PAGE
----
The bcc – not far from the Berlin TV Tower – is an impressively eye-catching building. No wonder that groups of tourists regularly stop here and guides explain the history of East Berlin and the architecture of Alexanderplatz, using the domed building as a starting point. With room for up to 3,000 visitors, GDR star architect Hermann Henselmann designed the event location in the early 1960s. Even large parts of the furnishings were specially designed for the bcc – making it ideal for central, stylish and atmospheric large-scale events in a listed historic building.e Großveranstaltungen in einem denkmalgeschützten Haus.
6 A real star – then and now: Park Inn Berlin
The term “star” is by no means an exaggeration: the hotel enjoyed a great reputation back in GDR times and it still does today. Partly because, with 1,012 rooms, 35 floors and a height of 150 metres, it is the highest hotel in Berlin and the second largest hotel in Germany. It was built between 1967 and 1970 as part of the redesign of Berlin’s Alexanderplatz and its opening exactly on the 21st anniversary of the founding of the GDR created around 1,000 jobs. Today the building has plenty of history to share and is a popular spot for tourists, filmmakers, bungee jumpers and house runners. Above all, with its eight event rooms it is the perfect setting for meetings, incentives and events for up to 320 people in Berlin’s Mitte district.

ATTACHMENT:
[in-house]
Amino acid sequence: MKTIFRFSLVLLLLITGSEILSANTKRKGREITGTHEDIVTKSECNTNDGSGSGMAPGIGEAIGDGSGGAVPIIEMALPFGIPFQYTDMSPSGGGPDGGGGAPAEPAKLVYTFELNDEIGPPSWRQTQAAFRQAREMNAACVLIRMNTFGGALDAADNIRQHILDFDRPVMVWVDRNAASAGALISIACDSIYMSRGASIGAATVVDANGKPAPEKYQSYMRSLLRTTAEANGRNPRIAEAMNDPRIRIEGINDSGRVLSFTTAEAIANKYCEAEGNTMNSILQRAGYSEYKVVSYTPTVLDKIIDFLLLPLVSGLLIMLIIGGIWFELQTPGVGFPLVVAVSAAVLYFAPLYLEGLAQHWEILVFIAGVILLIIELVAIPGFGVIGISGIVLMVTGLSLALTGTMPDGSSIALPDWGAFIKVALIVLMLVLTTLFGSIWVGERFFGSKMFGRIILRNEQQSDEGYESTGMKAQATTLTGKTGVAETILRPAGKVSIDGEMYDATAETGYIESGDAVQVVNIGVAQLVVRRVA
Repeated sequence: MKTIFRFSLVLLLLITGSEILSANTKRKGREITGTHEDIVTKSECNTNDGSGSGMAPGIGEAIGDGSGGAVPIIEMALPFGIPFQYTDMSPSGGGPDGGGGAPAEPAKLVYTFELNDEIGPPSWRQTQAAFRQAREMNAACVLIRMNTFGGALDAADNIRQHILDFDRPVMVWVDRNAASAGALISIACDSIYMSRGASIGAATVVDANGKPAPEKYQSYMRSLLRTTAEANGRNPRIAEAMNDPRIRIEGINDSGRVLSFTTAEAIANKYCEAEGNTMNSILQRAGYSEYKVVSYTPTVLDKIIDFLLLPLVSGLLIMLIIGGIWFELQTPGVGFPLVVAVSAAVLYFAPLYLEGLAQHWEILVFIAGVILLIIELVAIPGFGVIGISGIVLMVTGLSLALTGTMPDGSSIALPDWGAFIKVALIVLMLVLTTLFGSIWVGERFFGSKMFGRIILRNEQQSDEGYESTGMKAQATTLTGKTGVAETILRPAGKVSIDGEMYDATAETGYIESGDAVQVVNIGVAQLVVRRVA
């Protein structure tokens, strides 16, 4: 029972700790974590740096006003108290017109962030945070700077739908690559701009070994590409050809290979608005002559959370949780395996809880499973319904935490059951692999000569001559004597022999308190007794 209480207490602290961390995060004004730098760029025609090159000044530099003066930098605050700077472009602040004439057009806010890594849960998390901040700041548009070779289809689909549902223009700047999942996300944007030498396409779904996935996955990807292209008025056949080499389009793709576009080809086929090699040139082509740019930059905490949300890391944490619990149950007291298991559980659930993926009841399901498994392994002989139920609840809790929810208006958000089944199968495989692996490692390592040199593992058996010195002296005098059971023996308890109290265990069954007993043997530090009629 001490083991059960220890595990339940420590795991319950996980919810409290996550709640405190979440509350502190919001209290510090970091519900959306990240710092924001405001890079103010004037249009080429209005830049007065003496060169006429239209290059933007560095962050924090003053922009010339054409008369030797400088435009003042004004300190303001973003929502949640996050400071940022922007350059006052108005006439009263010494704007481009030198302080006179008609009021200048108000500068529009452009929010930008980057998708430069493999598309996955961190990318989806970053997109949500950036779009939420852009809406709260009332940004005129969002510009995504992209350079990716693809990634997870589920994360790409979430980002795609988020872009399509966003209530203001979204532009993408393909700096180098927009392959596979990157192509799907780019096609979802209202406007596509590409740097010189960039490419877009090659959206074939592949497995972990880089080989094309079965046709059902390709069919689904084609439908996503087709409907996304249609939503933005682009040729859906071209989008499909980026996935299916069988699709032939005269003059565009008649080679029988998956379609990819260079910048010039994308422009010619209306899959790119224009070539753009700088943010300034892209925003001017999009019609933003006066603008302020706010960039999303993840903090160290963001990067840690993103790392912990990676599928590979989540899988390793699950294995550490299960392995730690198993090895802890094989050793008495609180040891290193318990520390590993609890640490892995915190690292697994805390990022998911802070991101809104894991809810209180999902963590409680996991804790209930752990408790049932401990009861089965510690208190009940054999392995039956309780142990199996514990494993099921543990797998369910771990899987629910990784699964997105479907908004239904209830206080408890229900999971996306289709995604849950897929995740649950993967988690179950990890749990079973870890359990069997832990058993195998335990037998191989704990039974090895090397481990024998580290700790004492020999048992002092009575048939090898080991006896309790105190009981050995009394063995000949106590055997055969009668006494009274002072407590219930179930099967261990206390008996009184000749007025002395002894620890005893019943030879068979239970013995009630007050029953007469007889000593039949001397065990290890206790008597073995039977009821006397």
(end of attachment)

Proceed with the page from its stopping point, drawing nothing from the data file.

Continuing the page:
7 View of the divided city: Spreespeicher Berlin
This location is all about the location – literally. Because the site of the historical Spreespeicher alone gives you goose bumps when you look at Berlin’s history: in the middle of Berlin’s media district, surrounded by MTV, Universal Music and the Mercedes-Benz Arena, right on the Spree with a view of Berlin’s Oberbaum Bridge, on the border between Kreuzberg and Friedrichshain, this event location makes you feel what Berlin has achieved since the political turning point in 1989. Exactly here – where the Berlin Wall once separated East from West Berlin, where escape attempts across the Spree often ended fatally, where the Spreespeicher at the Osthafen port was just used as a warehouse – 30 years later a pulsating, cosmopolitan, international and borderless Berlin was created that can be felt at every event at the Spreespeicher.
Thursday, 7 December, 1989: “We didn’t want to saw off the corners of the tables for today’s meeting, because the problems to be solved are also not smooth.” With these remarks, senior church council member Martin Ziegler opened the first round table in East Berlin’s Dietrich-Bonhoeffer-Haus. A historic moment that created a peaceful transition from dictatorship to democracy and the foundations for the first free elections. No wonder that the location with 75 guest rooms and 7 conference rooms for up to 120 visitors is still a popular meeting place for church, economic, cultural and scientific events.
9 On the road, again: Trabi safari
It is not a conference venue in the true sense of the word, but this Berlin event partner guarantees an exciting exchange of ideas: During a sightseeing tour in what is probably the most famous vehicle in the GDR, guests can take to the wheel themselves and drive past the city’s historical sights with a certified guide leading the way and explanations broadcast over the radio. It couldn’t get any more authentic.